In 1549 the Jesuit missionary, Francis Xavier, founded the church in Japan. The Jesuits were soon followed by the Franciscans. For forty years Christianity spread and flourished. Then in 1588 the Japanese ruler Hideyoshi, fearful of the changes introduced by Christianity and apprehensive of western intentions of conquest, began a severe persecution aimed at wiping out the Christian faith completely. The persecution included the families of the principal victims in accordance with Japanese custom. This persecution lasted nearly fifty years, and during that period thousands laid down their lives.
The first of these martyrs were twenty-six in number. Of these, one was a Japanese Jesuit priest and outstanding preacher (Paul Miki), two were Jesuit lay-brothers, and six were Franciscans (four of whom were Spanish, one from Mexico City and one from Bombay). The other seventeen were all laity (one a Korean and sixteen Japanese). Among the laity were catechists, interpreters, a physician and three boys in their teens.
Their martyrdoms took place near Nagasaki in 1597. They were tied or chained to crosses on the ground, had an iron collar put round their necks, and then their crosses were raised upright in a single row. Each victim had a separate executioner, who stood in front of the cross with a spear in his hand. It is said that while awaiting execution the martyrs preached or sang. Then at a given signal the spears were plunged into the martyrs.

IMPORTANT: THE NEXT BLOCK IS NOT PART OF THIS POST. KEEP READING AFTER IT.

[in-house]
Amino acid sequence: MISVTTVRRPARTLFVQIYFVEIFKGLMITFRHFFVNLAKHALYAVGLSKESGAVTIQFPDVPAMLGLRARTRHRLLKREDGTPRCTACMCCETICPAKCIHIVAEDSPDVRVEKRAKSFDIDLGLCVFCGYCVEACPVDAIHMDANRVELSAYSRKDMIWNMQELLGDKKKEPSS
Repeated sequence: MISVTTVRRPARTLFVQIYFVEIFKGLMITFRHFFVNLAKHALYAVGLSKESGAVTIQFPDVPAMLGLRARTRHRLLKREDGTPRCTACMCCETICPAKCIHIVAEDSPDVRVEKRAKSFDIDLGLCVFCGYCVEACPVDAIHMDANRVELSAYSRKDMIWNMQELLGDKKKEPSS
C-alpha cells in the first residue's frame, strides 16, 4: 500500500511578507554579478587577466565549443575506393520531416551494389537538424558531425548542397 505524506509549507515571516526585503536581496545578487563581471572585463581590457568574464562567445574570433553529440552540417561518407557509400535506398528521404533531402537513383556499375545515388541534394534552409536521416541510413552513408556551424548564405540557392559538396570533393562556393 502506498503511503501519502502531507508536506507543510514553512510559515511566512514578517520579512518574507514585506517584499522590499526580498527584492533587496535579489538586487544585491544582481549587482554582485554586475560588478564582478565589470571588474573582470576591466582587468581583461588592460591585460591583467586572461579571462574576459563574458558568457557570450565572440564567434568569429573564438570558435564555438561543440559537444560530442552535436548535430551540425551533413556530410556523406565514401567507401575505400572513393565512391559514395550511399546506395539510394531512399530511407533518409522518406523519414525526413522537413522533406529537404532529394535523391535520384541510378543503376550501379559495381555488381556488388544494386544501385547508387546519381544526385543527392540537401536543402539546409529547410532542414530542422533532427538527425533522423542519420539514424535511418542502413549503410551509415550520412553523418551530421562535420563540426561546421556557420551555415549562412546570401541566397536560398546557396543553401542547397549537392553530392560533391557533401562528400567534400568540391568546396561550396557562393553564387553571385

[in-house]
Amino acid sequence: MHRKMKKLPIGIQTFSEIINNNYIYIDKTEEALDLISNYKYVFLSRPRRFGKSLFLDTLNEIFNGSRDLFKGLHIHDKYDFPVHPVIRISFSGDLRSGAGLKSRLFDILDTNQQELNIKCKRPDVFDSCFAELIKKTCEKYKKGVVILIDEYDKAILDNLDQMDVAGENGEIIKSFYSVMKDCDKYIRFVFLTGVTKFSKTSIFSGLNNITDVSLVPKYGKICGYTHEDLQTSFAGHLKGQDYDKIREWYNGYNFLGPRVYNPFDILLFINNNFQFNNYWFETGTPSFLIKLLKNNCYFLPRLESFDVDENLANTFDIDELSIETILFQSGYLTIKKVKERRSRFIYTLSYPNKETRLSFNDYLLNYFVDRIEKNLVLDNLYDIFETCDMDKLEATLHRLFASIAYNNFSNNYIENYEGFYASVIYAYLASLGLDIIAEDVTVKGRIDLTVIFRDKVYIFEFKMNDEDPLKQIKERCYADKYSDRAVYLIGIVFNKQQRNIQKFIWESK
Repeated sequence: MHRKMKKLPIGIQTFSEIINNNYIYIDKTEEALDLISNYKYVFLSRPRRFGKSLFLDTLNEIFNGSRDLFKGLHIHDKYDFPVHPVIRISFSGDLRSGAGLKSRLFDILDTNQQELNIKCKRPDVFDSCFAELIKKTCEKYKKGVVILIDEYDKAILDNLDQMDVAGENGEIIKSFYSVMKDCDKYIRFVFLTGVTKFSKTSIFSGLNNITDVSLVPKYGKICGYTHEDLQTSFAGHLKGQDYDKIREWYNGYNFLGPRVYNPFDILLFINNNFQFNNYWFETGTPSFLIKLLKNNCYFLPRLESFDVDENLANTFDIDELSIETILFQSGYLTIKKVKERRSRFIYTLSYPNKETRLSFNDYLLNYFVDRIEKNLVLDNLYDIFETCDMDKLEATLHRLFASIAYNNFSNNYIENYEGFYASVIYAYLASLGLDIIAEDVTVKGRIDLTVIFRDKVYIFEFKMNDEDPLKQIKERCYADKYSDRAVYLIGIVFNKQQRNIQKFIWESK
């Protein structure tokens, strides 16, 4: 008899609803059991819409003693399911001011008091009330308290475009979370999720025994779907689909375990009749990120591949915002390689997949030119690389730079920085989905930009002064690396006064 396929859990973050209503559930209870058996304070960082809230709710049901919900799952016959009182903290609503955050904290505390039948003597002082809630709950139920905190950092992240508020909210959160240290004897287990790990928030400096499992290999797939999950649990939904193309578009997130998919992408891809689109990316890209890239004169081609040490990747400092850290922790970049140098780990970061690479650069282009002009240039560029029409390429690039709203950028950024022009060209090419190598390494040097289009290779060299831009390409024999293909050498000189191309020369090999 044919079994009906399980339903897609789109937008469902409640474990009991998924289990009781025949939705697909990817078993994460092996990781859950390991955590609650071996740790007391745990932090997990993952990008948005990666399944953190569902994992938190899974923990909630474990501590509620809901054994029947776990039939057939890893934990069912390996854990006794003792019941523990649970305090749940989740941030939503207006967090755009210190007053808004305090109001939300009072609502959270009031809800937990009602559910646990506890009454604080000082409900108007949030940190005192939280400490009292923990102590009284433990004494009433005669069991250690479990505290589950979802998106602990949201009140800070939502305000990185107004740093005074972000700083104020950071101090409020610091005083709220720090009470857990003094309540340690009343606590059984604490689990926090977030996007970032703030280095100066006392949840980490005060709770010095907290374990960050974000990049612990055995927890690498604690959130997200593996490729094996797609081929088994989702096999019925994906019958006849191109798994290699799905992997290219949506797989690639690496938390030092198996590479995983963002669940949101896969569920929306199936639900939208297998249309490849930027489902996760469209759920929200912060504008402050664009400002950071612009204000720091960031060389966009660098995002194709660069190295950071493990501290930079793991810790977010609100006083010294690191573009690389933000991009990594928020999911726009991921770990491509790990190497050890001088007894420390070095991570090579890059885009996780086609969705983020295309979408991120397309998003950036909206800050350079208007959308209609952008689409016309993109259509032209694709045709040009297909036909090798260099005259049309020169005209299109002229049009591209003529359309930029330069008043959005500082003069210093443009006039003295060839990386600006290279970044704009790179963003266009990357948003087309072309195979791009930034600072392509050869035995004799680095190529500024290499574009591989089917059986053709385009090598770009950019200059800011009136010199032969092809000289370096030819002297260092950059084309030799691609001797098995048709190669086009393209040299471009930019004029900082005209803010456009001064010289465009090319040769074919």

These twenty-six were canonised in 1862 as the first martyrs of the Far East. But they are not the only martyrs for the faith in Japan: between 1617 and 1632 many more Japanese Christians were put to death because of their faith.
The teaching of Christianity in Japan was forbidden until the 1850s, and all foreigners were excluded from the country. In 1859 French missionaries were permitted to enter and were amazed to find that, 250 years later, there were small bands of Christians in communities throughout Japan, who, without priests or teachers, had kept the faith handed down by their forebears and baptised their children.
For Liturgical Use
In 1597 twenty-six Christians (some priests or monks, but mostly lay folk, including three altar boys) were put to death near Nagasaki as part of a persecution aimed at wiping out Christianity in Japan. Subsequently, many more Christian converts were put to death. The teaching of Christianity was proscribed until the middle of the nineteenth century. But when missionaries were allowed into Japan in the 1850s, they discovered that there were several thousand Christians, who, though without priests and teachers for over two hundred years, had preserved and practised the faith in secret.
From the rising of the sun to its setting my name is great among the nations, says the Lord of hosts. Malachi 1:11